Many times we are not able to accept our life-partner or spouse as he or she is. When that happens, there is a virtually endless stream of feedback that the other partner needs to cope with. Look at the story of Jay and Sonia. Sonia is not happy with their financial status, specially as compared to Jay’s brothers and cousins.


In some cases, one spouse is not happy with the other’s looks, body shape, nature or habits. Hence, it becomes very important to be clear about what kind of person you like. And you need to have this clarity before marriage. It is too late to keep cribbing post-marriage.


Once you have married the person, please accept them as they are. In spite of your best due-diligence, long courtship or even live-in relationship, there are bound to be surprises after marriage. You may be surprised that in most cases, people are actually not aware of their own likes or dislikes. When they discover their choices later, they end up blaming the spouse for being imperfect.


Also accept that it is impossible to find that perfect human being that you want as your spouse. Either that person doesn’t exist or you do not have the capacity to hunt him or her down from among 7 billion human beings. Search for the perfect ONE is the biggest enemy of a happy married life.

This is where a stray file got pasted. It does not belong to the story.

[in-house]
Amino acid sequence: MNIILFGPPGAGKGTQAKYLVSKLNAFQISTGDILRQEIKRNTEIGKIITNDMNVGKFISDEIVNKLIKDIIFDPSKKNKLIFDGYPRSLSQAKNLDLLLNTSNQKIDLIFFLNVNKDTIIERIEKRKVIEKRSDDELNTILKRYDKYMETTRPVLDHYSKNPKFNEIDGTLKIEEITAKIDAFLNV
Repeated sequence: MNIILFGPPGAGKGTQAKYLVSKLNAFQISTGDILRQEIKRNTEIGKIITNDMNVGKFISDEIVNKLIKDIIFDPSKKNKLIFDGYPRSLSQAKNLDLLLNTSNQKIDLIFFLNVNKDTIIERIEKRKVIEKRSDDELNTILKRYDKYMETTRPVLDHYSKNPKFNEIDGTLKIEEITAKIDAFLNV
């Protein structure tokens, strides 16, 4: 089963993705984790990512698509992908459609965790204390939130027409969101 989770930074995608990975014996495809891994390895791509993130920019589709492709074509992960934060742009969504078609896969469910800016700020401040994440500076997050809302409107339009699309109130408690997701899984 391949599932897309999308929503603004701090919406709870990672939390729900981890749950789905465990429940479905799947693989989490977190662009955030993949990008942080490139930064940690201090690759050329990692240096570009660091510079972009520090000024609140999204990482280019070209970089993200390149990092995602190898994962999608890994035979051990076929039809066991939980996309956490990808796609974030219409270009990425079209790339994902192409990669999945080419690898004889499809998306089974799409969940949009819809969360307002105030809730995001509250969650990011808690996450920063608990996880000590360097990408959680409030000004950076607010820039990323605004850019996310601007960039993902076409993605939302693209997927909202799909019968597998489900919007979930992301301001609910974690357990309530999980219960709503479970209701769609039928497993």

So, accept what you have got. List down the things that you like and that you dislike about your spouse. Devise a game-plan on how you will go about giving feedback to your spouse. In my next blogpost, I will talk about a game-plan to influence your spouse without ending up with a mud-slinging match.


Last but not the least, understand that feedback is a two-way communication process. Just like you are unhappy with some aspects of your spouse, they surely are not completely happy with you.


Be as open to receiving feedback as you are to giving it. When they ask you to work on some improvement, try and not take it as an accusation. At best, you should tell them if you are unhappy with the way the feedback is being given. Make them read this post to explain yourself better!


Share your personal experiences with me on similar situations at info@ashutoshm.com.

Feel free to comment here.


To dramatically improve your life, grab a copy of my book Happiness is All We Want! from Amazon.in or Amazon.com.



Ashutosh Mishra - YouthCoach & Author

A seeker and explorer in the quest for lasting happiness, health and well-being. An MBA from XLRI Jamshedpur and a Mechanical Engineer from IIT Delhi. Has been a senior banker with large global banks like Goldman Sachs, Deutsche Bank and ANZ Bank. Working in these demanding global institutions with a gruelling schedule and plenty of business travel. Was fortunate to realise the importance of health and wellbeing early on. Learnt and practiced many wellbeing tools and techniques to focus on his own well-being while balancing the demands of a high-profile career and a lovely family.